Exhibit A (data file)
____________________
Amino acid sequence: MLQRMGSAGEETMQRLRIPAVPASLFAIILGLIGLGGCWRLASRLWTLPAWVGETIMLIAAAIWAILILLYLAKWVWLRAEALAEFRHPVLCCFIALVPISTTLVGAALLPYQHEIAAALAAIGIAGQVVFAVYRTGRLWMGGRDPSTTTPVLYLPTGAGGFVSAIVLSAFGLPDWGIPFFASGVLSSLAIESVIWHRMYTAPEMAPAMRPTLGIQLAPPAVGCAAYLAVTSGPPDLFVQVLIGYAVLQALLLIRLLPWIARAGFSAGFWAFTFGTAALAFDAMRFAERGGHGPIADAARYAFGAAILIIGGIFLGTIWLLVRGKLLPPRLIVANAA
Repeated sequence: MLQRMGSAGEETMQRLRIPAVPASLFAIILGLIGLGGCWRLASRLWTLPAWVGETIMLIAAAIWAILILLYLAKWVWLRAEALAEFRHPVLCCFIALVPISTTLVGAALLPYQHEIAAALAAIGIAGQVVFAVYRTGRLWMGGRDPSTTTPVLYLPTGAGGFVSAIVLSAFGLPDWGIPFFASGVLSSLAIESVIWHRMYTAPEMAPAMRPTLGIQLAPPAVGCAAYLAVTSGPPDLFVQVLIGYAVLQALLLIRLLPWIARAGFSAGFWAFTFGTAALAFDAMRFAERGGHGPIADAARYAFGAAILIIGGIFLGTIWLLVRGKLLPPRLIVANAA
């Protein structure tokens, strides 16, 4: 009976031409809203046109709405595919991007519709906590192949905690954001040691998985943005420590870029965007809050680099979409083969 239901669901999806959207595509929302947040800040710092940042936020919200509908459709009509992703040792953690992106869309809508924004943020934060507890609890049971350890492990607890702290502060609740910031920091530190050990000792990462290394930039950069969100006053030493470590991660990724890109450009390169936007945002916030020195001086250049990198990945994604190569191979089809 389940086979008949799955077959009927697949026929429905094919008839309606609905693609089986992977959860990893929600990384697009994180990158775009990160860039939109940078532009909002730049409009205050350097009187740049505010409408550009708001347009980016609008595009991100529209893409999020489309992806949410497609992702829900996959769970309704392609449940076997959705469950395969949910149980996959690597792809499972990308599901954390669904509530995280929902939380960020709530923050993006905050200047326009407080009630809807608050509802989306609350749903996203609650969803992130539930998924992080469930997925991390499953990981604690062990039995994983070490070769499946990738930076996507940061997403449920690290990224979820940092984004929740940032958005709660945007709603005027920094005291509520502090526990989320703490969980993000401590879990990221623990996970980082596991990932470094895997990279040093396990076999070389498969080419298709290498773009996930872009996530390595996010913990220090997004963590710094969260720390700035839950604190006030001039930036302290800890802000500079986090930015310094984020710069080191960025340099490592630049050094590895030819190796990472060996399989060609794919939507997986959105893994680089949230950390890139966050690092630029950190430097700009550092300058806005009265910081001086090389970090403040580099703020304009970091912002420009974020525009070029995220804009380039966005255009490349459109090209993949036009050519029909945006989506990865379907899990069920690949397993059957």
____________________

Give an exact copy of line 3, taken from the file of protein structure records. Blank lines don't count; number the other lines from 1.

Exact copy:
């Protein structure tokens, strides 16, 4: 009976031409809203046109709405595919991007519709906590192949905690954001040691998985943005420590870029965007809050680099979409083969 239901669901999806959207595509929302947040800040710092940042936020919200509908459709009509992703040792953690992106869309809508924004943020934060507890609890049971350890492990607890702290502060609740910031920091530190050990000792990462290394930039950069969100006053030493470590991660990724890109450009390169936007945002916030020195001086250049990198990945994604190569191979089809 389940086979008949799955077959009927697949026929429905094919008839309606609905693609089986992977959860990893929600990384697009994180990158775009990160860039939109940078532009909002730049409009205050350097009187740049505010409408550009708001347009980016609008595009991100529209893409999020489309992806949410497609992702829900996959769970309704392609449940076997959705469950395969949910149980996959690597792809499972990308599901954390669904509530995280929902939380960020709530923050993006905050200047326009407080009630809807608050509802989306609350749903996203609650969803992130539930998924992080469930997925991390499953990981604690062990039995994983070490070769499946990738930076996507940061997403449920690290990224979820940092984004929740940032958005709660945007709603005027920094005291509520502090526990989320703490969980993000401590879990990221623990996970980082596991990932470094895997990279040093396990076999070389498969080419298709290498773009996930872009996530390595996010913990220090997004963590710094969260720390700035839950604190006030001039930036302290800890802000500079986090930015310094984020710069080191960025340099490592630049050094590895030819190796990472060996399989060609794919939507997986959105893994680089949230950390890139966050690092630029950190430097700009550092300058806005009265910081001086090389970090403040580099703020304009970091912002420009974020525009070029995220804009380039966005255009490349459109090209993949036009050519029909945006989506990865379907899990069920690949397993059957």